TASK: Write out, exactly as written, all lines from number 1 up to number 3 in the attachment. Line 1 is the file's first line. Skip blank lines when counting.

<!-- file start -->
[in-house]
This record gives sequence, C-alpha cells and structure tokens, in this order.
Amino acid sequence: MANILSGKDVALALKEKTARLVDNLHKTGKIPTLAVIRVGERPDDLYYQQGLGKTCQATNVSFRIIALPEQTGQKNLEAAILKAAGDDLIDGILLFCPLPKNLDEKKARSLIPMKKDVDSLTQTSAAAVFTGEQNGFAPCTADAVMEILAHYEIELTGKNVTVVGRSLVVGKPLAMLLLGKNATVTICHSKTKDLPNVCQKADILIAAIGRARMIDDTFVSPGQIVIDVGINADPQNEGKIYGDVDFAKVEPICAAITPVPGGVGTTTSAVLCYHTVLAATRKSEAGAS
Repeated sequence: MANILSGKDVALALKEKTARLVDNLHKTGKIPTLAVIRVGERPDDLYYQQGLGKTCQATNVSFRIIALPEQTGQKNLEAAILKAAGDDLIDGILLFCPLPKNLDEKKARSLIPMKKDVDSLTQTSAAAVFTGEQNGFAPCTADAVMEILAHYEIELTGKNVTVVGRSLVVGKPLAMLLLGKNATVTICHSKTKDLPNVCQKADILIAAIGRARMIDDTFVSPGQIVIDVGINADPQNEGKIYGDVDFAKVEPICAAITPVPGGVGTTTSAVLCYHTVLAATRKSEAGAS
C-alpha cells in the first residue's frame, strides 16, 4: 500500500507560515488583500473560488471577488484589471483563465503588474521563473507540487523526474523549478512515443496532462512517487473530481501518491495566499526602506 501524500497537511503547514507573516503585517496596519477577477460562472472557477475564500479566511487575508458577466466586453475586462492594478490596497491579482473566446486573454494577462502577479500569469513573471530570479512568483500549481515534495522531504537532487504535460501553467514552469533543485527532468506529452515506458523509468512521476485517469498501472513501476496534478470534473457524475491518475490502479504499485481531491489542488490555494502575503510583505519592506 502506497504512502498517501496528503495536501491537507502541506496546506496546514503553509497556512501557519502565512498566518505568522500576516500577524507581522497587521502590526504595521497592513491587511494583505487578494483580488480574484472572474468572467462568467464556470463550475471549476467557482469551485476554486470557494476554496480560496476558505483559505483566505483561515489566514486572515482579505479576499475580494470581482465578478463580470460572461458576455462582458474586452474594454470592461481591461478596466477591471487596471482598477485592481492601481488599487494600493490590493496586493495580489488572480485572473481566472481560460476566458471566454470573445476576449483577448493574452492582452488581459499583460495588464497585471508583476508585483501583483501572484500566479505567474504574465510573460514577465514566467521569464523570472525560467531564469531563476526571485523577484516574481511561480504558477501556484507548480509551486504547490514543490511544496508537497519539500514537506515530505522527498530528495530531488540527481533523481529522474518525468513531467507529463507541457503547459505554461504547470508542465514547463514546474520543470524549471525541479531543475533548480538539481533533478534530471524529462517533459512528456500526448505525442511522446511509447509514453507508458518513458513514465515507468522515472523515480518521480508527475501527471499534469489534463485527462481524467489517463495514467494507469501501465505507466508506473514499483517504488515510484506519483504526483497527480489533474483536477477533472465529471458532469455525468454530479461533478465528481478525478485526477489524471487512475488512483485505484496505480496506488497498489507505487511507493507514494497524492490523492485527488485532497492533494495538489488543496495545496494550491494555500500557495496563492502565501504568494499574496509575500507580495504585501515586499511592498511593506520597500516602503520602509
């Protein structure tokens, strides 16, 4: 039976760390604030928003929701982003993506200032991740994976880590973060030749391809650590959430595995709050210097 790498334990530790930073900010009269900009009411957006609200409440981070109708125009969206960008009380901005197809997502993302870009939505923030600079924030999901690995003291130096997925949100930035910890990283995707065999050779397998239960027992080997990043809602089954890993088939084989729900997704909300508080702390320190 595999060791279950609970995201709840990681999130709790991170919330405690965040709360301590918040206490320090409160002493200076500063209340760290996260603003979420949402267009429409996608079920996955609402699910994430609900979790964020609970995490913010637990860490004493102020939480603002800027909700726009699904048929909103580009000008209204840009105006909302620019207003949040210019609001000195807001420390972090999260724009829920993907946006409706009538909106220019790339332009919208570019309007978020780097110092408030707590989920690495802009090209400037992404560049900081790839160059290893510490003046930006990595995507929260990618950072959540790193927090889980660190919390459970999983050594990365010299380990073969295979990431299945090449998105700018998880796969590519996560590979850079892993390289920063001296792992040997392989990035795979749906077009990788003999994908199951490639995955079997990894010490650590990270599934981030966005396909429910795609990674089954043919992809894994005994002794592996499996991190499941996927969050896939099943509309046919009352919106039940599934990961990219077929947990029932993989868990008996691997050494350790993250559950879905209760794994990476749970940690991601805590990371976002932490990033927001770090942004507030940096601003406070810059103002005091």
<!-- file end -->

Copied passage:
[in-house]
This record gives sequence, C-alpha cells and structure tokens, in this order.
Amino acid sequence: MANILSGKDVALALKEKTARLVDNLHKTGKIPTLAVIRVGERPDDLYYQQGLGKTCQATNVSFRIIALPEQTGQKNLEAAILKAAGDDLIDGILLFCPLPKNLDEKKARSLIPMKKDVDSLTQTSAAAVFTGEQNGFAPCTADAVMEILAHYEIELTGKNVTVVGRSLVVGKPLAMLLLGKNATVTICHSKTKDLPNVCQKADILIAAIGRARMIDDTFVSPGQIVIDVGINADPQNEGKIYGDVDFAKVEPICAAITPVPGGVGTTTSAVLCYHTVLAATRKSEAGAS